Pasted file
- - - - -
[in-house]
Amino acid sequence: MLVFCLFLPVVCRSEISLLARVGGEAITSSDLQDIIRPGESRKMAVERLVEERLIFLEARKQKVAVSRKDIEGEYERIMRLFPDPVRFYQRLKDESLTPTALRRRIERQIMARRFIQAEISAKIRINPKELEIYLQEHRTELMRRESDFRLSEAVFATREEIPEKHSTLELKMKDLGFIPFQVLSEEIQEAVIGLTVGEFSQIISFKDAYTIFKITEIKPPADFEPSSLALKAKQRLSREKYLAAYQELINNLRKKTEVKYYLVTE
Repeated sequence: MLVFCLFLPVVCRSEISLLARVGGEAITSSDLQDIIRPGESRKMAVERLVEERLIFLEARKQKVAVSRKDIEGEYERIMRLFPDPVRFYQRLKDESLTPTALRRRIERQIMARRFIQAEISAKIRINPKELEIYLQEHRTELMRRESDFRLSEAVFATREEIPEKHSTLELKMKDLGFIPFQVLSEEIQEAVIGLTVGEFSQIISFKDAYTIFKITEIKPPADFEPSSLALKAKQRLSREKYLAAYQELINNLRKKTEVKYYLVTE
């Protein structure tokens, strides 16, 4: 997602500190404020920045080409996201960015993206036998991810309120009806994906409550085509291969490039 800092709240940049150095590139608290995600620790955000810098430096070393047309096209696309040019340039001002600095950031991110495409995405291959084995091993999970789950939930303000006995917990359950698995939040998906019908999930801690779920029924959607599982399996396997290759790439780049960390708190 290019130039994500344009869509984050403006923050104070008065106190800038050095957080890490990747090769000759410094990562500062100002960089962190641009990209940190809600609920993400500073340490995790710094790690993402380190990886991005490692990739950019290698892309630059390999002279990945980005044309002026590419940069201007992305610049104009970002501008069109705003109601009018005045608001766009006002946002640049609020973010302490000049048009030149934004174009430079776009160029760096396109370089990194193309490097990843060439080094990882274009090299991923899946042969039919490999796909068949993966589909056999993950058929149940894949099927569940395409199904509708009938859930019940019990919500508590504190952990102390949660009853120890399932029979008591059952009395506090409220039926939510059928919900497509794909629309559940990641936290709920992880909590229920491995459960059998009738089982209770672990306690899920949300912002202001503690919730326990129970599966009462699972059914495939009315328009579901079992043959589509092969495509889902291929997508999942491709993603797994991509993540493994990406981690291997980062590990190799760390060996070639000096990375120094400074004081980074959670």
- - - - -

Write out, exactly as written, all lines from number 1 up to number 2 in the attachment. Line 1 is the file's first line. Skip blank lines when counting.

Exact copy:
[in-house]
Amino acid sequence: MLVFCLFLPVVCRSEISLLARVGGEAITSSDLQDIIRPGESRKMAVERLVEERLIFLEARKQKVAVSRKDIEGEYERIMRLFPDPVRFYQRLKDESLTPTALRRRIERQIMARRFIQAEISAKIRINPKELEIYLQEHRTELMRRESDFRLSEAVFATREEIPEKHSTLELKMKDLGFIPFQVLSEEIQEAVIGLTVGEFSQIISFKDAYTIFKITEIKPPADFEPSSLALKAKQRLSREKYLAAYQELINNLRKKTEVKYYLVTE